Gestational diabetes is a form of diabetes that occurs when women develop high blood glucose levels during pregnancy. A woman who suffers from gestational diabetes usually does not suffer from any form of diabetes before pregnancy. This condition is usually detected and diagnosed between the 24th-28th week of pregnancy. When a woman is diagnosed with gestational diabetes, it does not mean she will have type 2 diabetes after pregnancy but it significantly increases her risk of developing type 2 diabetes in the future. If not managed properly, it can increase the risk of complications for both mother and child during pregnancy and delivery.

Are there symptoms of gestational diabetes?

No. women who suffer from gestational diabetes do not experience any symptoms and high glucose levels are normally detected during antenatal routine checks, which emphasizes the importance of these checks. If symptoms are experienced, they may include: fatigue, increased thirst, blurred vision, snoring and the excessive need to urinate

What causes gestational diabetes?

The cause of gestational diabetes is unknown. However, it is hypothesized that pregnancy hormones play a role. The high amounts of hormones released during pregnancy make the body resistant to insulin – the hormone responsible for the regulation of blood glucose.  However, this does not happen in all pregnancies, so what increases the risk of developing gestational diabetes?

Risk factors of gestational diabetes

A woman is more likely to develop gestational diabetes if,

  • She is over the age of 35
  • Has high blood pressure, was overweight before pregnancy or gains more weight than normal during pregnancy
  • Expecting multiple babies or previously gave birth to a baby more than 4kgs
  • Has a family history of diabetes
  • Has a diagnosis of polycystic ovarian syndrome (PCOS) or other conditions relating to insulin resistance.

 How is gestational diabetes treated?

Treatment options are dependent on blood glucose levels. In some cases, a change in diet is all that is required to treat gestational diabetes and in other cases, women may need insulin or other medication. However, it is estimated that only 10-20% of women with gestational diabetes need insulin to control high blood glucose levels.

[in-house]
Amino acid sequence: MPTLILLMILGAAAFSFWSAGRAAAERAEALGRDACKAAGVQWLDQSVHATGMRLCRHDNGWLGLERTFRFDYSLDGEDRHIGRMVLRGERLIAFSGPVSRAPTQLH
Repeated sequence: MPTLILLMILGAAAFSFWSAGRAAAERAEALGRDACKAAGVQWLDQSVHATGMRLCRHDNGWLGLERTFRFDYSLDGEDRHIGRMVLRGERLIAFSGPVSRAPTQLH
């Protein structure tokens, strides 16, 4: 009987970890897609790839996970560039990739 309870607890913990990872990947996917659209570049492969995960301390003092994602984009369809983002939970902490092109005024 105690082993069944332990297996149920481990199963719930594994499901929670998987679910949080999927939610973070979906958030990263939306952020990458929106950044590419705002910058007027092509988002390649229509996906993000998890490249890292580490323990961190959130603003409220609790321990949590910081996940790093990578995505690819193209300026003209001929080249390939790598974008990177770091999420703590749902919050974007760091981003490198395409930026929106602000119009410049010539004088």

Yet in all cases, a balanced diet is critical in managing any type of diabetes. It is important to avoid a high sugar, high fat diet and consume more healthy carbs, protein and unsaturated fats.

When a woman who has previously had gestational diabetes intends to or gets pregnant, she should inform her doctor for adequate action and monitoring.

Complications of gestational diabetes

In women who suffer from gestational diabetes, potential complications include a higher risk of developing type 2 diabetes, having a cesarean section and preeclampsia: a dangerous condition in pregnant women characterized by high blood pressure, excess protein in the urine and swelling in the feet. For babies whose mothers are diagnosed with gestational diabetes, it may cause them to grow really big, have breathing difficulties, cause blood sugar issues, have increased risk of developing type 2 diabetes or even death. However, women with this condition can still have a healthy baby if the condition is properly managed.

Can gestational diabetes be prevented?

It is not totally possible to prevent gestational diabetes. However, adopting a healthy lifestyle reduces the risk of developing this condition.

Pregnancy if you already have diabetes

It is important necessary for those with a pre-existing diabetes diagnosis to speak to their doctor when intending to get pregnant. it is important to get blood glucose levels to a target range. High blood glucose levels can harm a baby even before you know you are pregnant.


Understanding Diabetes, 2006

National Institutes of Health, 2021

CDC, 2020

Mayo Clinic, 2020

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